Culture as part of the design sprint process, and the concept of ‘pretotyping’ were the focus of the talks at the third Design Sprint Meetup.
We started this meetup as a way of sharing and discovering the ways different companies/agencies/products adapt the sprint process to suit their individual needs. This could be by shortening the sprint, cutting parts out or adding things. This customisation is very interesting to us and so wanted to create a forum to share these ideas and hopefully give the attendees tangible takeaways that they can go away and implement in their own process.
I’ve known Jamie for a while now and love any opportunity to chat about design with him. He started out his career at Amazon, then moved onto the awesome Dojo where he met his close collaborator Sam (an iOS dev), and they have now gone onto co-found their own product called Combo.fm and a small product studio called Combo.
Jamie’s talk focused on company culture as part of the design sprint process as well as the power of honest feedback.
By nurturing an internal culture of experimentation and iteration you enable a sprint to run much smoother. You are also empowering your team to champion exploration as opposed to fearing change.
He also shared some great advice he received from Mills at ustwo who recommended they set up a ‘lemonade stand’ in the ustwo office to gather feedback from other members of the team. This quick feedback helped guide their vision for what Combo.fm could be. He explained that the best data isn’t always found in an analytics platform and that you can learn a huge amount by sharing your prototype/product with real people and getting face to face feedback.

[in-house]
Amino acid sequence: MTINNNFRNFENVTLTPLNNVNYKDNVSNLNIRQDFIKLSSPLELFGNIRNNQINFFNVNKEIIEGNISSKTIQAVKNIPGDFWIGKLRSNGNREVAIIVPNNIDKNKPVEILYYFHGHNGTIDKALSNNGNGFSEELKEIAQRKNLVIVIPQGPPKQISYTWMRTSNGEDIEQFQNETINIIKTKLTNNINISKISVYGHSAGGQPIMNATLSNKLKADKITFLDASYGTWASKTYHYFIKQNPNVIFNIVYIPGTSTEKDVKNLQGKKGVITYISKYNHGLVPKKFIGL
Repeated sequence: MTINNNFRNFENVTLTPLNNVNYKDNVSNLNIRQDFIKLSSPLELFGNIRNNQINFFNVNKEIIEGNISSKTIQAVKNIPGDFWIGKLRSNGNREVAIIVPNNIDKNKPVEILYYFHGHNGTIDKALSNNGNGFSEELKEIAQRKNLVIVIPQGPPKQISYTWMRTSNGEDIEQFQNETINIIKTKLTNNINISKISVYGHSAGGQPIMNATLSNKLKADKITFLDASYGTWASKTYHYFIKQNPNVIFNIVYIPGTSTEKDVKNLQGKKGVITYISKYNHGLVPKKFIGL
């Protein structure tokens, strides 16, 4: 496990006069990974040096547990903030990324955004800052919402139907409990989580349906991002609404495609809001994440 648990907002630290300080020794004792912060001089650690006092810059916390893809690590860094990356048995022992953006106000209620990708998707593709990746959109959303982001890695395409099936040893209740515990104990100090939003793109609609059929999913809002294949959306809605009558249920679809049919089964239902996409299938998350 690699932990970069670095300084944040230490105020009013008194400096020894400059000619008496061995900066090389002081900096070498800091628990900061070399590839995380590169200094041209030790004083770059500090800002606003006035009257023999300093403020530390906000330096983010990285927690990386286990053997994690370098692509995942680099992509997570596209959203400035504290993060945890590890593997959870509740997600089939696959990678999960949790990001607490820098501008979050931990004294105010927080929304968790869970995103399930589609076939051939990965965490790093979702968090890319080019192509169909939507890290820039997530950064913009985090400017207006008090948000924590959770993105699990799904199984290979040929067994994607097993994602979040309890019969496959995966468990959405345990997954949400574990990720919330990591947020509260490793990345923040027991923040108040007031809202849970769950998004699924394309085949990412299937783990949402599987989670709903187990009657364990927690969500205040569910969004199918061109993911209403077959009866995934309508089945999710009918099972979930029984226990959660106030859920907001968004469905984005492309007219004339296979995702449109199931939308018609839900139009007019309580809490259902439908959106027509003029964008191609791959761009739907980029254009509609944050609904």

Both Pawel and I had heard Rikke speak at a Product Hunt event around 8 or 9 months ago and really loved the story she shared about working on products to help with anxiety and mental health. As we started short listing potential speakers for this event we felt her unique focus combined with her experience of working at ustwo would compliment Jamie’s talk.
Rikke shared the brilliant concept of ‘pretotyping’ which is basically what you can achieve/learn before prototyping. On Day 4 of the Design Sprint there is a heavy focus on prototyping, so this idea of a learning stage before that sounded really interesting.
‘Pretotyping’ allows you to build something (anything) that solves the problem today that you can learn from.
The example Rikke gave was a commuter product to help drivers get road updates before they hit the road. A common prototype could be a Marvel/Invision prototype to give to users and see if it would solve their problem before committing to building it. Instead of doing that they simply sent out text messages to the drivers at 6:30am to update them on their route.
There was no design time, no dev time, all they had to do was wake up at 6:30am and send a text. Following that super early feedback they could then automate the texts, build a website, design prototypes etc, but they found out instantly if the idea had potential and offered a better solution than the existing competitors.
Rikke also outlined the four steps she takes when kicking off a new project:
- Write down your assumptions.
- Talk to your users.
- Understand how they are solving that problem today.
- Go where they are.